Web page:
He was a senior scientist, then group leader (high-pressure physics), section leader (geosciences), division leader and department head (earth sciences), and associate director (energy programs) at Lawrence Livermore National Laboratory, and retired in 2002. He has initiated and led programs at the local and national level in energy R&D, high-level nuclear waste disposition, environmental restoration and waste management, fusion energy, hydrogen fuels, energy policy analysis, and climate change focused energy research. He also played a leading role in examining the application of new technology to the proliferation resistance of civilian nuclear power. He has testified before the U.S. Congress on pending legislation and is the author of over 100 scientific papers and technical reports. He was a Senior Fulbright Fellow in Bonn, Germany in 1973, and a Visiting Fellow at the Australian National University, Canberra in 1980. He has served on the editorial boards of five scientific journals and technical books.
Dr. Schock holds a BSc degree in geology from Colorado College, and an MSc degree in geology and geochemistry and a PhD in geophysics from Rensselaer Polytechnic Institute. He is married to the former Susan E. Benton and they have three daughters and four grandsons.
Julia Schwartz, a Canadian, is Head of Legal Affairs at the OECD/Nuclear Energy Agency. She is responsible for providing legal services to the NEA's Nuclear Law Committee, assisting NEA management with legal aspects of the Agency's activities, helping member countries establish international joint projects and ensuring the success of the Agency's nuclear law information and education programme. A particularly important function during her tenure has been assisting the Paris and Brussels Supplementary Conventions States to modernise those instruments.
Before joining the OECD, Julia worked as in-house counsel to Atomic Energy of Canada Limited dealing primarily with nuclear law (domestic/foreign), public law and policy, environmental law and commercial law matters. She began her professional career with the Canadian Department of Justice, assigned to legislative, financial and scientific procurement issues.
Julia is an observer to the IAEA's International Expert Group on Nuclear Liability and the FORATOM Legal Task Force. She is the Registrar of the European Nuclear Energy Tribunal, regularly lectures at the International School of Nuclear Law and is active in the International Nuclear Law Association on whose Board of Management she currently sits. She is also a member of the Ontario Bar (Canada).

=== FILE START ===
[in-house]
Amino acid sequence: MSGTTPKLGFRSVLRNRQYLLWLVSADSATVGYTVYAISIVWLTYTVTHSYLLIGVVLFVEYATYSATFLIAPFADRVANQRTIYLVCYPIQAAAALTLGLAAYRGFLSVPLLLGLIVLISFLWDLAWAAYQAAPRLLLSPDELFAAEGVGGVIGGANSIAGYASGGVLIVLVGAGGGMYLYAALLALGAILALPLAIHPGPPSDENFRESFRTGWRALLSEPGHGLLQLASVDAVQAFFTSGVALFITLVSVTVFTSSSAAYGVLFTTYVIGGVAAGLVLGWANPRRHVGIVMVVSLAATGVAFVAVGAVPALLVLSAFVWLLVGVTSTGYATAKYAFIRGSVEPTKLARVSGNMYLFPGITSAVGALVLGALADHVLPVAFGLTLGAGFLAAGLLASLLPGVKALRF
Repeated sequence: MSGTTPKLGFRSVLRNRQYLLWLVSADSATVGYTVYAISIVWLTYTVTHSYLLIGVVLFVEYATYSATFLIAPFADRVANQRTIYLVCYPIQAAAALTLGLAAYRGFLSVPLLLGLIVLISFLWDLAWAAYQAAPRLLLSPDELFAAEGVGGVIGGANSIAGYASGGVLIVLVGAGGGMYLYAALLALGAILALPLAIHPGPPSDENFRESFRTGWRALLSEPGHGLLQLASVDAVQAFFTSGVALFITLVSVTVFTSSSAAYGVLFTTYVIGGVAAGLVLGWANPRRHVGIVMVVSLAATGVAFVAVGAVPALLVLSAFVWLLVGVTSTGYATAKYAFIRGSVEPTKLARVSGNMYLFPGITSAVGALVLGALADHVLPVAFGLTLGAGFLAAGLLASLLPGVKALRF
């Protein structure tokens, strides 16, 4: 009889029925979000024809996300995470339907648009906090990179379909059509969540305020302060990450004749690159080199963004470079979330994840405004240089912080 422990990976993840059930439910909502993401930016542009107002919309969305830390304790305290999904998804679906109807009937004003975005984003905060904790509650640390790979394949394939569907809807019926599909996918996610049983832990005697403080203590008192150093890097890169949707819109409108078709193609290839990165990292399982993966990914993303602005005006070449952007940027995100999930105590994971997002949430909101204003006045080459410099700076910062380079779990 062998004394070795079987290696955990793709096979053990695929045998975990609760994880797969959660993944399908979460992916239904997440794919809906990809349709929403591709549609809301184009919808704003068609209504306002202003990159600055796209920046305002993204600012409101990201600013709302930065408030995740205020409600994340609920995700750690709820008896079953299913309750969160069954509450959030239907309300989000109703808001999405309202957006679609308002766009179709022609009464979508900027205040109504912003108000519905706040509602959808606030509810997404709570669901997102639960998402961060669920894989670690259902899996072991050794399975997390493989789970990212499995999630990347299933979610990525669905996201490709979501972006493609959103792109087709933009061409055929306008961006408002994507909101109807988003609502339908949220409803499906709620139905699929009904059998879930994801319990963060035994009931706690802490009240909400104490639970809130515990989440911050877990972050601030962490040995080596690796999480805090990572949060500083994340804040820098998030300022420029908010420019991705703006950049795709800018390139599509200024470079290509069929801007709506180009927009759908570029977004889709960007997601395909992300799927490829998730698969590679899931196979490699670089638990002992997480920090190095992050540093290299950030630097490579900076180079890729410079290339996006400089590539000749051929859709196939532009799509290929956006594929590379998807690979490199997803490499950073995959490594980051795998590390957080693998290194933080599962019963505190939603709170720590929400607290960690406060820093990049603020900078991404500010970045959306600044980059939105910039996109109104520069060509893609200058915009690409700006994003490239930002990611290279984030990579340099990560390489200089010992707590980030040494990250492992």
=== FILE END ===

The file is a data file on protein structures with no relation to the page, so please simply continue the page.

Julia is married with 4 step-children and 11 step-grandchildren.
Radek received his M.Sc. in Experimental Particle Physics from the University of Bergen (1998) and his Ph.D. in Nuclear Engineering from the Czech Technical University (2002). Before that he had also obtained B.S. and M.Sc. in finance and M.Sc. in nuclear engineering.
In his career, Radek initially focused on financial risk management for Dublin and London based investment banks, followed by work in the Department of Nuclear Reactor of the Czech Technical University in Prague where he is based now. He lectures topics related to NPP fuel cycle and economics. Research-wise Radek focuses on neutronic problems of the PBMR project or was responsible for the successful HEU-LEU fuel replacement at the university nuclear reactor.
Anne Starz coordinates International Atomic Energy Agency projects with countries seeking to introduce nuclear power as a Cost Free Expert from the United States Department of Energy. Prior to joining the IAEA, she served as a Science Attaché in the US Mission to the IAEA in Vienna, where she was involved in diplomatic efforts regarding the Global Nuclear Energy Partnership, assurance of fuel supply issues, and support for countries introducing nuclear power.
Starz has over 10 years experience managing international science and technology development programs with DOE and the National Nuclear Security Administration. She fostered high technology investment in U.S.-Russia scientist engagement programs to assist Russia in downsizing its weapons complex. She also facilitated development of Russian nuclear clean-up technologies for use in U.S. environmental management sites. Starz holds degrees in Cultural Anthropology and International Commerce and Policy from George Mason University in Fairfax, Virginia.
Bob Steane is vice-president, Major Projects of Cameco Corporation.
Bob Steane graduated from the Colorado School with a B.Sc. in metallurgical engineering. Bob commenced employment in the tropics with Bougainville Copper Ltd. located on the island of Bougainville, Papua New Guinea for 5 years and then and was subsequently employed by Energy Resources of Australia for 4 years. During this time he was seconded to Rossing Uranium in Namibia for 15 months and spent the other at Ranger Uranium Mine in the Northern Territory in Australia. Bob began his career with Cameco Corporation with one of the northern Saskatchewan uranium mines – Key Lake Mining Corporation. Bob has been employed with Cameco Corporation for over 25 years and has held many successful positions: assistant mill superintendent, mill superintendent, general manager, vice-president of mining while in Saskatchewan and for 8 years was the vice-president of the fuel services division in Port Hope. Bob is very pleased to have recently returned to Saskatchewan as the vice-president, Major Projects of Cameco Corporation. He was once told, “it isn’t really that cold in Saskatchewan!”
St PIERRE Sylvain